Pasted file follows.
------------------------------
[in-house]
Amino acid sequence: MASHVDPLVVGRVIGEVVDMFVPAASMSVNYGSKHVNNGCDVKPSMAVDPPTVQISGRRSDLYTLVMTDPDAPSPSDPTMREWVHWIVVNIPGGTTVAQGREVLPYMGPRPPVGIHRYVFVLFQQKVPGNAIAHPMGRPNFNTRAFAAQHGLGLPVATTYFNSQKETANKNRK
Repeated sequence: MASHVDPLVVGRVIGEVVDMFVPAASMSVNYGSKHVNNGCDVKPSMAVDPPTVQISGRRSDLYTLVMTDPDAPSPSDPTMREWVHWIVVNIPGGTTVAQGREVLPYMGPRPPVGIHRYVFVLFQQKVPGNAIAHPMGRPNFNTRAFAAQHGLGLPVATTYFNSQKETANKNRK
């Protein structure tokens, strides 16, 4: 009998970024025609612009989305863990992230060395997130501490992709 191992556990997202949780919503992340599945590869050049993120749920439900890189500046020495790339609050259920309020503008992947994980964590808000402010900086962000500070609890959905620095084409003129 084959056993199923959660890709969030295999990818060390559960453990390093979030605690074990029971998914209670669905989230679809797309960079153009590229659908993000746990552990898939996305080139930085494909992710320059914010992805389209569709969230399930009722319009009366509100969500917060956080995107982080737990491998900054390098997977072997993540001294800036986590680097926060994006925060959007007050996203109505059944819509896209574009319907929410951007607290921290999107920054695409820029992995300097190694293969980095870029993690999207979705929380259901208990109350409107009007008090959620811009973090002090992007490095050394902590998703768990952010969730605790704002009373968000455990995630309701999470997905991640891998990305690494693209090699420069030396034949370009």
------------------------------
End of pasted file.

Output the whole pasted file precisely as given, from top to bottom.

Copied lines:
[in-house]
Amino acid sequence: MASHVDPLVVGRVIGEVVDMFVPAASMSVNYGSKHVNNGCDVKPSMAVDPPTVQISGRRSDLYTLVMTDPDAPSPSDPTMREWVHWIVVNIPGGTTVAQGREVLPYMGPRPPVGIHRYVFVLFQQKVPGNAIAHPMGRPNFNTRAFAAQHGLGLPVATTYFNSQKETANKNRK
Repeated sequence: MASHVDPLVVGRVIGEVVDMFVPAASMSVNYGSKHVNNGCDVKPSMAVDPPTVQISGRRSDLYTLVMTDPDAPSPSDPTMREWVHWIVVNIPGGTTVAQGREVLPYMGPRPPVGIHRYVFVLFQQKVPGNAIAHPMGRPNFNTRAFAAQHGLGLPVATTYFNSQKETANKNRK
């Protein structure tokens, strides 16, 4: 009998970024025609612009989305863990992230060395997130501490992709 191992556990997202949780919503992340599945590869050049993120749920439900890189500046020495790339609050259920309020503008992947994980964590808000402010900086962000500070609890959905620095084409003129 084959056993199923959660890709969030295999990818060390559960453990390093979030605690074990029971998914209670669905989230679809797309960079153009590229659908993000746990552990898939996305080139930085494909992710320059914010992805389209569709969230399930009722319009009366509100969500917060956080995107982080737990491998900054390098997977072997993540001294800036986590680097926060994006925060959007007050996203109505059944819509896209574009319907929410951007607290921290999107920054695409820029992995300097190694293969980095870029993690999207979705929380259901208990109350409107009007008090959620811009973090002090992007490095050394902590998703768990952010969730605790704002009373968000455990995630309701999470997905991640891998990305690494693209090699420069030396034949370009």